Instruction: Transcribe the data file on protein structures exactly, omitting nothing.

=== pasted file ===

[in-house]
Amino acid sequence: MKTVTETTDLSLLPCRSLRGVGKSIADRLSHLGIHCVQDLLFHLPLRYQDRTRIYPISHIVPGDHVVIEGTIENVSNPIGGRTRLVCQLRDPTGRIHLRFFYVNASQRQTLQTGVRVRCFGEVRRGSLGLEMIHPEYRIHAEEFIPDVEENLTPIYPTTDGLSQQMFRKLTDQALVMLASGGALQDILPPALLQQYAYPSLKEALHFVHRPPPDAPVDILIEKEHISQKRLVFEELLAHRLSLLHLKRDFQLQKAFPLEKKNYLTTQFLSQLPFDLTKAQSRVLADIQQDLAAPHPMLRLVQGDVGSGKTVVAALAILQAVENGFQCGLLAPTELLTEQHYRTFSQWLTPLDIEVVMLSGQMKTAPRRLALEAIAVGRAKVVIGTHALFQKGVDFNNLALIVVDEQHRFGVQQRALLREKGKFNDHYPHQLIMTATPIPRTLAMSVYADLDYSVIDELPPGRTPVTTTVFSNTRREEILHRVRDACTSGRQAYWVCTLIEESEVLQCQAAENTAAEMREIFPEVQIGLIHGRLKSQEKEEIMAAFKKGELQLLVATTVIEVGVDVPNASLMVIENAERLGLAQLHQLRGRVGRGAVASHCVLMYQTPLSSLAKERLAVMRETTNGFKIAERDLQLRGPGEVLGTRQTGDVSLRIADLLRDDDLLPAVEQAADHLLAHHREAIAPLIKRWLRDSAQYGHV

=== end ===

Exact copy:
[in-house]
Amino acid sequence: MKTVTETTDLSLLPCRSLRGVGKSIADRLSHLGIHCVQDLLFHLPLRYQDRTRIYPISHIVPGDHVVIEGTIENVSNPIGGRTRLVCQLRDPTGRIHLRFFYVNASQRQTLQTGVRVRCFGEVRRGSLGLEMIHPEYRIHAEEFIPDVEENLTPIYPTTDGLSQQMFRKLTDQALVMLASGGALQDILPPALLQQYAYPSLKEALHFVHRPPPDAPVDILIEKEHISQKRLVFEELLAHRLSLLHLKRDFQLQKAFPLEKKNYLTTQFLSQLPFDLTKAQSRVLADIQQDLAAPHPMLRLVQGDVGSGKTVVAALAILQAVENGFQCGLLAPTELLTEQHYRTFSQWLTPLDIEVVMLSGQMKTAPRRLALEAIAVGRAKVVIGTHALFQKGVDFNNLALIVVDEQHRFGVQQRALLREKGKFNDHYPHQLIMTATPIPRTLAMSVYADLDYSVIDELPPGRTPVTTTVFSNTRREEILHRVRDACTSGRQAYWVCTLIEESEVLQCQAAENTAAEMREIFPEVQIGLIHGRLKSQEKEEIMAAFKKGELQLLVATTVIEVGVDVPNASLMVIENAERLGLAQLHQLRGRVGRGAVASHCVLMYQTPLSSLAKERLAVMRETTNGFKIAERDLQLRGPGEVLGTRQTGDVSLRIADLLRDDDLLPAVEQAADHLLAHHREAIAPLIKRWLRDSAQYGHV